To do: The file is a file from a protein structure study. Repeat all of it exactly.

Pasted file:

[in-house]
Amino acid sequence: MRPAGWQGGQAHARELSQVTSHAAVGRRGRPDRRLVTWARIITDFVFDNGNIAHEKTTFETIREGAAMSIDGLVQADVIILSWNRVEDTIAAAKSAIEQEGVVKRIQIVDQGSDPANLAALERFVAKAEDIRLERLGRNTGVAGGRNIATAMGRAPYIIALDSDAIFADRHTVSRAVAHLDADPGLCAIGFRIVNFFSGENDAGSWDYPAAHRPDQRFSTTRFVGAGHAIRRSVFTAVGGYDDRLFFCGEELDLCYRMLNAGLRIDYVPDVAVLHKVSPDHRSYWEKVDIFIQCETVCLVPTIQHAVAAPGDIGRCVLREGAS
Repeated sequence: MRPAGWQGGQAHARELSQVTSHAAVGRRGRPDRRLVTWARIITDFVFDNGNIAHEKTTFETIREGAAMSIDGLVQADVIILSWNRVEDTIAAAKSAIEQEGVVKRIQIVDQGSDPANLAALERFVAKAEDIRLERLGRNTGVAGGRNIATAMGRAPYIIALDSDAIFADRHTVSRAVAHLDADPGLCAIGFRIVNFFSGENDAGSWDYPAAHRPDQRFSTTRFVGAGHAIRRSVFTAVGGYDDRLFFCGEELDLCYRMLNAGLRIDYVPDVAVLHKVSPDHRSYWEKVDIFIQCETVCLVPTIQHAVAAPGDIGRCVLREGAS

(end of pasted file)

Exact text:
[in-house]
Amino acid sequence: MRPAGWQGGQAHARELSQVTSHAAVGRRGRPDRRLVTWARIITDFVFDNGNIAHEKTTFETIREGAAMSIDGLVQADVIILSWNRVEDTIAAAKSAIEQEGVVKRIQIVDQGSDPANLAALERFVAKAEDIRLERLGRNTGVAGGRNIATAMGRAPYIIALDSDAIFADRHTVSRAVAHLDADPGLCAIGFRIVNFFSGENDAGSWDYPAAHRPDQRFSTTRFVGAGHAIRRSVFTAVGGYDDRLFFCGEELDLCYRMLNAGLRIDYVPDVAVLHKVSPDHRSYWEKVDIFIQCETVCLVPTIQHAVAAPGDIGRCVLREGAS
Repeated sequence: MRPAGWQGGQAHARELSQVTSHAAVGRRGRPDRRLVTWARIITDFVFDNGNIAHEKTTFETIREGAAMSIDGLVQADVIILSWNRVEDTIAAAKSAIEQEGVVKRIQIVDQGSDPANLAALERFVAKAEDIRLERLGRNTGVAGGRNIATAMGRAPYIIALDSDAIFADRHTVSRAVAHLDADPGLCAIGFRIVNFFSGENDAGSWDYPAAHRPDQRFSTTRFVGAGHAIRRSVFTAVGGYDDRLFFCGEELDLCYRMLNAGLRIDYVPDVAVLHKVSPDHRSYWEKVDIFIQCETVCLVPTIQHAVAAPGDIGRCVLREGAS